fair use

News-Indexing Site Case Limits Fair Use

Copyright protection has long been limited by the fair use doctrine, which allows unlicensed use of others’ content for certain “fair” purposes. 

Many recent decisions have focused on whether a use is “transformative” to determine whether it is fair – meaning it creates something new and different.  But a recent Second Circuit decision involving large quantities of video content rejected a fair use defense even though finding the use transformative.  Companies considering use of others’ content would be well advised to consider the ramifications of the decision.

In the digital world, often there are often huge quantities of copyrighted information that users may wish to sift through to find content they are interested in.  Secondary businesses have arisen that compile and index the content and then allow users to search and locate what they need or are interested in.  Three years ago, in Authors Guild v. Google, Inc., 804 F.3d 202 (2d Cir. 2015), the Second Circuit found such a commercial indexing scheme to constitute “fair use” of the underlying content.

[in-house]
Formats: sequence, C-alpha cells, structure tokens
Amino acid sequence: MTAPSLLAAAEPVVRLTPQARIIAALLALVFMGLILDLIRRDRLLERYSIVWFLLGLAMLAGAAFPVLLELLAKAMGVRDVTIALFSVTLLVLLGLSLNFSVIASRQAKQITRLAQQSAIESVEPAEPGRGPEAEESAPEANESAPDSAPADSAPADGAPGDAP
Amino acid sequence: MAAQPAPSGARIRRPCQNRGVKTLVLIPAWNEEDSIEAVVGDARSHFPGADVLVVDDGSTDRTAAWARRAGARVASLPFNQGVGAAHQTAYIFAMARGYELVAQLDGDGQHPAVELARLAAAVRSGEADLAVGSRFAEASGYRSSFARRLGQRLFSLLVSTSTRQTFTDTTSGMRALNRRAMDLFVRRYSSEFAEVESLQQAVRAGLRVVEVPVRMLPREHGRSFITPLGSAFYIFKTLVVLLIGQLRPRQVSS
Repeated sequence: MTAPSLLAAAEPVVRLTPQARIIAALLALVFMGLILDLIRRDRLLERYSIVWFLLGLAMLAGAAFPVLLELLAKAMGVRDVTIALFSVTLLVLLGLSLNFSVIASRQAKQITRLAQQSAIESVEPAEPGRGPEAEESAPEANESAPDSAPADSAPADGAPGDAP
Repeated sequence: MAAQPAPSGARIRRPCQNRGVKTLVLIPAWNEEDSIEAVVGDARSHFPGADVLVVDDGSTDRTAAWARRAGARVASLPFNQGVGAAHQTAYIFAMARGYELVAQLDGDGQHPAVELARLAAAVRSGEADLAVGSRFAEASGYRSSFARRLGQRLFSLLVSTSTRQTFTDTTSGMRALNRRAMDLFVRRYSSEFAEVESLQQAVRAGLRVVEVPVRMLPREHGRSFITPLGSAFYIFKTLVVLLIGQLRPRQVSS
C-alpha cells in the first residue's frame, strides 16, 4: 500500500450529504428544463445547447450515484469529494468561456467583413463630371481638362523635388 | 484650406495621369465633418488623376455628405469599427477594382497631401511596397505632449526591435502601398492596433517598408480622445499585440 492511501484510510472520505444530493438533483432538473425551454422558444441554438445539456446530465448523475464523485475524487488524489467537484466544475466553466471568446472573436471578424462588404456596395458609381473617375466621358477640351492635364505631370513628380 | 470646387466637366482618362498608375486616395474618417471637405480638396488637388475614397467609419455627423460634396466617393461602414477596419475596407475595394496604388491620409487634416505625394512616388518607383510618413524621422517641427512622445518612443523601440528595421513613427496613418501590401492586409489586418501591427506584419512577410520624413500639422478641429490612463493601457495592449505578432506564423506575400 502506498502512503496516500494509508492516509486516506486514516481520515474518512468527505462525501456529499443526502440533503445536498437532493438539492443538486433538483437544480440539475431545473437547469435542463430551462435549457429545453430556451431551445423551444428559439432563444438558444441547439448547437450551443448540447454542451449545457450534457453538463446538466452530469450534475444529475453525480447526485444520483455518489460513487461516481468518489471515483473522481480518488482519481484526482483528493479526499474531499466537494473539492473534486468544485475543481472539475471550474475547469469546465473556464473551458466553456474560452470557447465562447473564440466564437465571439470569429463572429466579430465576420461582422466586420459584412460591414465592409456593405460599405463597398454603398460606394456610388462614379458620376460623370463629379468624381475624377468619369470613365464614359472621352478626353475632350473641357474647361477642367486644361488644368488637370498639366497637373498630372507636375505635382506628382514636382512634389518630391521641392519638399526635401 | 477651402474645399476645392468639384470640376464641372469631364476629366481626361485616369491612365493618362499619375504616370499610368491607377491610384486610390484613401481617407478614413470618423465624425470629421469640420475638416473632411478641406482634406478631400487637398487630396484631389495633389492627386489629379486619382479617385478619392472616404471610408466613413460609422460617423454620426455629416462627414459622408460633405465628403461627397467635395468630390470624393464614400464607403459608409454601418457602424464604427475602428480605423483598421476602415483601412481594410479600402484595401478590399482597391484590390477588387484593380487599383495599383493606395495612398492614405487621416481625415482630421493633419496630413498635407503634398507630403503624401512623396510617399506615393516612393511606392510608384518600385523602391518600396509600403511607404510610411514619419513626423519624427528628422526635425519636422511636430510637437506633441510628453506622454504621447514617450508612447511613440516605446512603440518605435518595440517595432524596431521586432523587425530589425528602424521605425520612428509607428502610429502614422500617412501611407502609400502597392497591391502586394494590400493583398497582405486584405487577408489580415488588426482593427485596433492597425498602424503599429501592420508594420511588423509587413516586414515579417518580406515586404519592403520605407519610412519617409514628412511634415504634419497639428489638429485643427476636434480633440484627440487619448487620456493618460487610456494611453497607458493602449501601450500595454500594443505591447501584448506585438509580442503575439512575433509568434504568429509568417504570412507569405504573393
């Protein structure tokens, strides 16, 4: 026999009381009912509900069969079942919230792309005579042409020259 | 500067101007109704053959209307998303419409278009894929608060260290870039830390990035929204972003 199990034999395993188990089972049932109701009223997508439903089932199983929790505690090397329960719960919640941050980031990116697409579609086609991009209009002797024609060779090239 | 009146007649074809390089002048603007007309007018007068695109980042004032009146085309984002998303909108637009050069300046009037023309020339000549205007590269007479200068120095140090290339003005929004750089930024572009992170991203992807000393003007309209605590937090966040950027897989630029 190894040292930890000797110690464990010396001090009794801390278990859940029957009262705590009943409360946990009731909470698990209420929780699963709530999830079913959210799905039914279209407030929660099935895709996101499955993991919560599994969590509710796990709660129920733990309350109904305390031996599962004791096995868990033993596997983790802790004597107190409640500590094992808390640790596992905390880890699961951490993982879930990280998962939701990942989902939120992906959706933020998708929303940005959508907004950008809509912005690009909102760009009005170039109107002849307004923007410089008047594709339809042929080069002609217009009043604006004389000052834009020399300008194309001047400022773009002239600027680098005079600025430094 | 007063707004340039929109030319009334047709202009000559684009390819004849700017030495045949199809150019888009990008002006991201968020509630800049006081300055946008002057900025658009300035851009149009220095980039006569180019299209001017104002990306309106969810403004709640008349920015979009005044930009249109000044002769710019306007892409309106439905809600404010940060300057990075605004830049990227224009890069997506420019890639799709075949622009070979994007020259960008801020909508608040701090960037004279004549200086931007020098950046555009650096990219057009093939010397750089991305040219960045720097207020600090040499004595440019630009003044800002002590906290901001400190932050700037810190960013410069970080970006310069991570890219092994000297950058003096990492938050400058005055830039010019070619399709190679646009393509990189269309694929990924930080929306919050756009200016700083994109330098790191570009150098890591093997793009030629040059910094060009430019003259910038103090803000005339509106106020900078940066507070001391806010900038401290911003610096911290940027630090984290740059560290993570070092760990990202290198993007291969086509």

But recently, in Fox News Network, LLC v. TVEyes, Inc. (2d Cir. 2018), the Second Circuit found another such scheme as not being protected as fair use.  The contrast between the two cases informs users of copyrighted content as to where to draw the line between fair and not fair use.

Recent Second Circuit Cases Make Evidentiary Use of Copyrighted Materials Easier

In this digital age, electronic evidence is ubiquitous.  Websites, blog postings, social media pages and emails abound.  Even in the “real world,” a video or still camera is almost always at hand – most smartphones and tablets have such a function.  For lawyers, these materials are rich with potential evidence in a wide variety of cases.

But what about rights to copyright?  Under the Copyright Act, copyright vests as soon as copyrightable expression is fixed in a tangible medium ─ no registration being required. As soon as someone snaps a picture (or videos an event) on their iPhone, they are an author and hence copyright owner.  

Is a lawyer who gathers such evidence and submits it in a court or arbitration proceeding without permission an infringer?

Two recent cases in the Second Circuit have fact patterns illustrative of how copyrighted materials can be used as evidence. Hollander v. Steinberg, 419 Fed.Appx. 44 (2d Cir. 2011) and Scott v. Worldstarhiphop, Inc., 2011 WL 5082410 (S.D.N.Y. 2011).  These cases strongly suggest that such use will often be protected by the doctrine of fair use, codified at 17 U.S.C. § 107.